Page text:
Their focus: how companies can master customer experience when customer expectations are higher than ever. Read on for three helpful insights from their conversation.
1. Customer Experience Happens in Real Time
The legacy approach to customer experience involves sending monthly surveys, getting maybe a 4% response rate, and reviewing findings in the quarterly meeting.
That approach doesn’t work. By the time you see the data, it’s too late to change anyone’s experience.
Even worse, when you wait too long to survey customers, they’re only likely to remember experiences that were exceptionally good or bad. Your data ends up illustrating only the extreme ends of your customer experience.
The solution: Ask people in real time about specific parts of their experience. For example, don’t wait until a customer has closed a loan to ask about their experience. Reach out when they submit an application, when they upload docs to the portal, when they speak to a loan officer for the first time. Get information mid-stream so you can fix anything that’s going wrong.
2. Today’s Customers Expect More Than Ever (and Aren’t Afraid to Switch Brands)
The stakes are high right now. People’s lives were upended by the pandemic. One outcome a lot of companies are seeing is that customers are more open to trying new brands and more likely to switch brands if they’re not happy.
In other words, customers want to be treated like the valuable asset they are.
Again, gathering and acting on real-time information makes it possible to do this.
Think of Uber: customers are asked to rate drivers as soon as they leave the car. To boost their ratings, drivers offer water, candy, phone chargers. They ask about the music and the temperature.
And because drivers also rate customers, everyone has skin in the game. Everyone is invested in treating each other well because it will affect their future ability to get rides or fares.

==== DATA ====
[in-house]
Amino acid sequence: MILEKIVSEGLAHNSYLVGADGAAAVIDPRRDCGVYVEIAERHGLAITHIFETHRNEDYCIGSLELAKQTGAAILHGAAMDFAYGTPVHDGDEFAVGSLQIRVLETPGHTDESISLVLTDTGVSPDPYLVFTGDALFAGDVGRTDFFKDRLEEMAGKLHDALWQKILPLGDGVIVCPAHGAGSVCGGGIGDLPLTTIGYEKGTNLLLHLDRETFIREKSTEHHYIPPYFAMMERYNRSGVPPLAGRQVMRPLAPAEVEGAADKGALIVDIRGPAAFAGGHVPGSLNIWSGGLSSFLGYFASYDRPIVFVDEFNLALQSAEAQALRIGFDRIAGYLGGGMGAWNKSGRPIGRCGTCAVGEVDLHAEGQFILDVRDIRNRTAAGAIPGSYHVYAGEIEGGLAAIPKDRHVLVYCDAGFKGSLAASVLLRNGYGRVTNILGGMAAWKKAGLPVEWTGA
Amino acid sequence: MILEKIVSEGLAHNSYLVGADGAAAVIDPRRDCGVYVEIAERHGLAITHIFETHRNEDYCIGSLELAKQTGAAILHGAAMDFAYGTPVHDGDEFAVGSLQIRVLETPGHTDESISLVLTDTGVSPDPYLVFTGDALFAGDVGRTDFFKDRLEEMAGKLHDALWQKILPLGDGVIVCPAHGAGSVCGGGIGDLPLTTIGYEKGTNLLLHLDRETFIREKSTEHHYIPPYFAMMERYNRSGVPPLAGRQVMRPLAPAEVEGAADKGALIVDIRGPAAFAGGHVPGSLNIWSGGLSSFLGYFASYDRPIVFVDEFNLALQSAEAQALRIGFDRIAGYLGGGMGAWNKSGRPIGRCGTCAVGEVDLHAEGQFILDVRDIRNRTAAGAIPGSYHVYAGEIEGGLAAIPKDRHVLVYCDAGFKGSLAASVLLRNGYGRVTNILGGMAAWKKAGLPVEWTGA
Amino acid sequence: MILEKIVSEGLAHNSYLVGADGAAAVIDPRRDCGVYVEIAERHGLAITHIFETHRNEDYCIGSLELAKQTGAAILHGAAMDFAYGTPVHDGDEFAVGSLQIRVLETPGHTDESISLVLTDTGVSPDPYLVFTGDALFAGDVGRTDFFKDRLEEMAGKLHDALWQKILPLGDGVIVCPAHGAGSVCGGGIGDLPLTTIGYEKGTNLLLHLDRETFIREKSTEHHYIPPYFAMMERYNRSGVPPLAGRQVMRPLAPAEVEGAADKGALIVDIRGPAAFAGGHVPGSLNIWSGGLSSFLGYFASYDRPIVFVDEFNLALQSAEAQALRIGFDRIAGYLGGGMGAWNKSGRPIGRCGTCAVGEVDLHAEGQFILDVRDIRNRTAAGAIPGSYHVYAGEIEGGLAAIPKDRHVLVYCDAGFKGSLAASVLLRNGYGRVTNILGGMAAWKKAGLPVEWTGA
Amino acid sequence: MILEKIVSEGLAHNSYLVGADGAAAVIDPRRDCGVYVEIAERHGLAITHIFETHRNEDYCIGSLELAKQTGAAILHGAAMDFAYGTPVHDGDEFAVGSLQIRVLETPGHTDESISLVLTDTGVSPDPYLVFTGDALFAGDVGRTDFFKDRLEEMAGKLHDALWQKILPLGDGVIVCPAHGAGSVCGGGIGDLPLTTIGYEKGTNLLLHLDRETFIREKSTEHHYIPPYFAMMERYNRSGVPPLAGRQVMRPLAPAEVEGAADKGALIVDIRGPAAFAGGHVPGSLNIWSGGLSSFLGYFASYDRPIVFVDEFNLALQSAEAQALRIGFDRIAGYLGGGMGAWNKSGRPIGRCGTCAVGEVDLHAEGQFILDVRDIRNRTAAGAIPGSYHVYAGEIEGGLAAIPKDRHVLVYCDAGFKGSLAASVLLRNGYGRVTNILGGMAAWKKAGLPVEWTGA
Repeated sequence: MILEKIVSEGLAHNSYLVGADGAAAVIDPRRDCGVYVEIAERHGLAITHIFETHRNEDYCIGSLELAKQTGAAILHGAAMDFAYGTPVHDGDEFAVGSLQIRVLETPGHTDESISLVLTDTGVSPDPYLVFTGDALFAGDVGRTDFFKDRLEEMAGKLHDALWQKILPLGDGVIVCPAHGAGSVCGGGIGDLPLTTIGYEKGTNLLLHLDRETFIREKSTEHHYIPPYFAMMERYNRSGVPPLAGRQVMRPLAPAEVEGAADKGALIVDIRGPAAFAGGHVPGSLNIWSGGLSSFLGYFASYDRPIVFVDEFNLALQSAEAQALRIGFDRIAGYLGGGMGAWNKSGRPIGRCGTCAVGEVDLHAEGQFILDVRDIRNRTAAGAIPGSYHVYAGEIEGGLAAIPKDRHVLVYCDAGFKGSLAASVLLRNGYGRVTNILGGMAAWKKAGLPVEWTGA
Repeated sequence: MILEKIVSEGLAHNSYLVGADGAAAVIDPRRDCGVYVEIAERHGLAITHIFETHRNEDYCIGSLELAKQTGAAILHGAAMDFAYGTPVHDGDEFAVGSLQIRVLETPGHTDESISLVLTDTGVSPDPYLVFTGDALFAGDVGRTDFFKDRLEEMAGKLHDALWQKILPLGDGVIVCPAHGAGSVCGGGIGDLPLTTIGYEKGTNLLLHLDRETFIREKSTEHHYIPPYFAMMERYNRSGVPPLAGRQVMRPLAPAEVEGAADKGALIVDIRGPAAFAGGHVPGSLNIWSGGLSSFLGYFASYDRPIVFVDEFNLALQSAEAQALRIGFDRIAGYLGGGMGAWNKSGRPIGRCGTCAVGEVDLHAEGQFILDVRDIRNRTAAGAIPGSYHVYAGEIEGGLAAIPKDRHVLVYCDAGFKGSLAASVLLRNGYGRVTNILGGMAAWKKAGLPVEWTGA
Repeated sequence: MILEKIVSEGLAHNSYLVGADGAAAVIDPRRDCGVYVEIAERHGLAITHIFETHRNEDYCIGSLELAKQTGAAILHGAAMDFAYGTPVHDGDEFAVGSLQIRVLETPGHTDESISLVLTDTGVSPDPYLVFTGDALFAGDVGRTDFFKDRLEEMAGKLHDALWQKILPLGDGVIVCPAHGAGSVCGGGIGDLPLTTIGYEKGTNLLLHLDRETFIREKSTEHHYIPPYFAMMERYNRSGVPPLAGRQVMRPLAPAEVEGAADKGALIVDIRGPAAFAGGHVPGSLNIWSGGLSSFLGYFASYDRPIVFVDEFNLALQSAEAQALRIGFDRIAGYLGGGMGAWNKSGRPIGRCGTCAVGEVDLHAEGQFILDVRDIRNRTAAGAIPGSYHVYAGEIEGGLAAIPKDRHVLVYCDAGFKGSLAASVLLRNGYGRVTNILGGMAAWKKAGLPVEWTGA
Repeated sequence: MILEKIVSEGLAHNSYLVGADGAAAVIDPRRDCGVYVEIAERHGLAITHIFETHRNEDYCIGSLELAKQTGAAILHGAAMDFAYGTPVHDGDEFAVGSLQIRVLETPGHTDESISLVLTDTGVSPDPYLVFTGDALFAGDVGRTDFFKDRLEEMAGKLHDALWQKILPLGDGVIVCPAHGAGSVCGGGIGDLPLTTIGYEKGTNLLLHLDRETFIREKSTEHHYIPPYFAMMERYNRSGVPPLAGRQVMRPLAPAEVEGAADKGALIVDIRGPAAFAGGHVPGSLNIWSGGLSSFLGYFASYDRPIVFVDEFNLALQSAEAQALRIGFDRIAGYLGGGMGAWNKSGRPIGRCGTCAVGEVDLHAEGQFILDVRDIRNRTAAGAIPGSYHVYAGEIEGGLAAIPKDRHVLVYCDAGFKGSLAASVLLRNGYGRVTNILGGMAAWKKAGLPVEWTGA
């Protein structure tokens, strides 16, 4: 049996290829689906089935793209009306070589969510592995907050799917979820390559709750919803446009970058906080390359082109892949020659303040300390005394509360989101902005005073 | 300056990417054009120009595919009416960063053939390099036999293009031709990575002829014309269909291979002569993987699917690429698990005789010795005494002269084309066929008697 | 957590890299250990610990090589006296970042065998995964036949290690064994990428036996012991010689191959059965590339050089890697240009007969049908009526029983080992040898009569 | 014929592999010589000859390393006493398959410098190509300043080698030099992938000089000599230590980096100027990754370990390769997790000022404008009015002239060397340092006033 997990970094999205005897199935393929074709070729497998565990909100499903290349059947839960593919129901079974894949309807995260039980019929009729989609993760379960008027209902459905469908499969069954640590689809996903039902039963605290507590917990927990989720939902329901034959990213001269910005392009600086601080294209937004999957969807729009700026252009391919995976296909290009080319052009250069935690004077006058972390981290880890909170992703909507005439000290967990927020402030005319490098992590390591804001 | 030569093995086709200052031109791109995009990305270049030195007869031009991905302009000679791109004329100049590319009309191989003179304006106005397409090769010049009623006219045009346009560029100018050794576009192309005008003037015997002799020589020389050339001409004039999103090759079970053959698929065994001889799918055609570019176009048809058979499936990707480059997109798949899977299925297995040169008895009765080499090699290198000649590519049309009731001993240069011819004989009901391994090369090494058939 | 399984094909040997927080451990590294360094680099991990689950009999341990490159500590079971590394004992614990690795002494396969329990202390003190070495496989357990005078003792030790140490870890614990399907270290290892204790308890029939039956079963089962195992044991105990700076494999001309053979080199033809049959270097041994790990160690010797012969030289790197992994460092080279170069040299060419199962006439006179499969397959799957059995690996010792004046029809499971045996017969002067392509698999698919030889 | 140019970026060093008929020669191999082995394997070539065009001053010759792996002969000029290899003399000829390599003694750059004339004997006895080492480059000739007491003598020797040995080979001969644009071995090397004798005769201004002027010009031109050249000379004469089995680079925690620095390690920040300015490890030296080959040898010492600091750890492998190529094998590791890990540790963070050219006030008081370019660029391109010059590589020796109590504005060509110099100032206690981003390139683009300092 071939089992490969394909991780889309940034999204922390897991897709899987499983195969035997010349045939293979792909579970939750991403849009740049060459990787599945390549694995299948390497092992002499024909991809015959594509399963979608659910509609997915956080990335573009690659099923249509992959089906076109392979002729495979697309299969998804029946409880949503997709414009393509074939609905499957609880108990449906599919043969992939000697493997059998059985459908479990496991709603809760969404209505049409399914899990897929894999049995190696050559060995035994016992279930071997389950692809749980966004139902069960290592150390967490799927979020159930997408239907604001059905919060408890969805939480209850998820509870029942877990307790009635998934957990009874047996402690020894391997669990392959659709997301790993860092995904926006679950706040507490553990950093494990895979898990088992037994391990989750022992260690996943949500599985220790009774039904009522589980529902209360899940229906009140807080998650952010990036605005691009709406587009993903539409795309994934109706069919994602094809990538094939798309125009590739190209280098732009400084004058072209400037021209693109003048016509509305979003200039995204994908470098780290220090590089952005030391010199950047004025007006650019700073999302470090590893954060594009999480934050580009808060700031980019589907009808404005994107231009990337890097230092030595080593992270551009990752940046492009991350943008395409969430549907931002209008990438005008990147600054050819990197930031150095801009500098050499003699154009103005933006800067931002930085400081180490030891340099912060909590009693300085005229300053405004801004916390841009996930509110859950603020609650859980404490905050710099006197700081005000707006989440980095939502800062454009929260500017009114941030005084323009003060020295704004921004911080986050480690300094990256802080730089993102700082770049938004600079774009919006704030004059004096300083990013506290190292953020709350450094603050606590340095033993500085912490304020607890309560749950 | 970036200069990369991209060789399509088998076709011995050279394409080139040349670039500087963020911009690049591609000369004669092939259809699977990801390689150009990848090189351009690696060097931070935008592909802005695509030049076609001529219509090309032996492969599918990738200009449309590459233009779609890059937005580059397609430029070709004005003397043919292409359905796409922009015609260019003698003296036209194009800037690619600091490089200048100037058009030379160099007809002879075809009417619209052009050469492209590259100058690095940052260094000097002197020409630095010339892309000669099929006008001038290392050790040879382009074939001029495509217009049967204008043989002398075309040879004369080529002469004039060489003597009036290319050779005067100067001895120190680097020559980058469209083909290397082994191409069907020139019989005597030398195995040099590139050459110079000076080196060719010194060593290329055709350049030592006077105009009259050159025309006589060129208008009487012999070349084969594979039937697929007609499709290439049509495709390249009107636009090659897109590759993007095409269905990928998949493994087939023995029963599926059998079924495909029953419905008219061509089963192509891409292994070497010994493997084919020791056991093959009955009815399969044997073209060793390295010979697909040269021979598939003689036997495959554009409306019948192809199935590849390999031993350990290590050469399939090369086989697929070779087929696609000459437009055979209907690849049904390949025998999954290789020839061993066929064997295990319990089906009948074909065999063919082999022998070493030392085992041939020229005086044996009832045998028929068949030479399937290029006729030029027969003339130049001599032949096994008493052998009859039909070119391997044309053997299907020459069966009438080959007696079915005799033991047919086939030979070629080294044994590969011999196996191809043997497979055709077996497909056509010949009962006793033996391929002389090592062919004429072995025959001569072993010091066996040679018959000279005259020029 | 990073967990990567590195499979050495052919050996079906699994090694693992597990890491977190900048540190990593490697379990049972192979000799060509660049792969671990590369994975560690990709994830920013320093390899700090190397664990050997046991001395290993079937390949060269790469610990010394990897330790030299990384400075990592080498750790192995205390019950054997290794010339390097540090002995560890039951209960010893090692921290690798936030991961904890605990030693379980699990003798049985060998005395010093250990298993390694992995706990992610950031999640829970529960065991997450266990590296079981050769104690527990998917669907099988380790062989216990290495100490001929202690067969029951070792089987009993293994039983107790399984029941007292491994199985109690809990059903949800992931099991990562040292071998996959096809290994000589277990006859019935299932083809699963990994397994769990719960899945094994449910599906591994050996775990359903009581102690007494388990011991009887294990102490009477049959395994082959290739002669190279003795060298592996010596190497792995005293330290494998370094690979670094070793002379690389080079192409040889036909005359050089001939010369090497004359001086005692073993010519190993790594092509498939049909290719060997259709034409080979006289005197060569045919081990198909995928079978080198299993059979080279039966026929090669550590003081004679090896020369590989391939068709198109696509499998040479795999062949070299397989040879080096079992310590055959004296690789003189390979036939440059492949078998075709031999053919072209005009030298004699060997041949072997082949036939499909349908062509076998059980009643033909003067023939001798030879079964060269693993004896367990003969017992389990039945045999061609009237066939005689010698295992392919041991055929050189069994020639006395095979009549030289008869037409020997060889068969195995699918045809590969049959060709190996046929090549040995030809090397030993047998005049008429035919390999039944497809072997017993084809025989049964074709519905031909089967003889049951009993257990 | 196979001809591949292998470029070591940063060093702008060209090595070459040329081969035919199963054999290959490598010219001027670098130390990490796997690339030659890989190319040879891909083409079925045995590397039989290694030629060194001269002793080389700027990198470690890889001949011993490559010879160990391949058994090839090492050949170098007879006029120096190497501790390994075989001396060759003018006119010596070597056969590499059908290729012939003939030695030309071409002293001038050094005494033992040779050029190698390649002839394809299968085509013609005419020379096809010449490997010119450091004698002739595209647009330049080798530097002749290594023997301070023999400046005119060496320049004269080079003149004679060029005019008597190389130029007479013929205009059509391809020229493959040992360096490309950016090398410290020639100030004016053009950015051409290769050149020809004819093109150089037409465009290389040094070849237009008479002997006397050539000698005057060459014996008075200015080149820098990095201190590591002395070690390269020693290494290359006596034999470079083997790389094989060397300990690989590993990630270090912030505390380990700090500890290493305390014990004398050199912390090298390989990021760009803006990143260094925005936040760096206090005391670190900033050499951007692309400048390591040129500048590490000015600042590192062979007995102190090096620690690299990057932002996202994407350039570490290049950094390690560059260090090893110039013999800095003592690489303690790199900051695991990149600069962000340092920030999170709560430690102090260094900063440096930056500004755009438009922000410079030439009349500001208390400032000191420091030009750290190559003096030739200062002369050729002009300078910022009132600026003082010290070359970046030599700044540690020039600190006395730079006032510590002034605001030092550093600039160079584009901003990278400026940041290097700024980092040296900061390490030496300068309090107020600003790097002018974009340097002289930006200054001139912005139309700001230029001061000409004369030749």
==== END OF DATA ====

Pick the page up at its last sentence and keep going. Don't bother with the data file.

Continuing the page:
3. Customer Experience Starts with Employee Experience
You can’t improve customer experience unless you start with employee experience.
Think about it: if that hotel employee can’t switch a guest’s room without manager intervention, the process will be full of headaches and delays. If Uber drivers didn’t have the power to call out bad customer behavior, they might stop driving.
For great CX, you have to get buy-in from people on the front lines of customer interaction and empower them with the tools and authority to take care of customers. You have to create a positive CX culture so customers know they can trust your entire brand.
Today’s Takeaway: Follow the Platinum Rule
The platinum rule isn’t new, but it’s the linchpin of customer experience: don’t treat people as you want to be treated, treat them as they want to be treated.
Discover how they want to be treated by asking. In real time. And then respond. Do that with every customer throughout their interaction with your brand, and you’ll have the tools you need to create the kind of customer experience that keeps people around for life. For the full conversation, check out the full episode.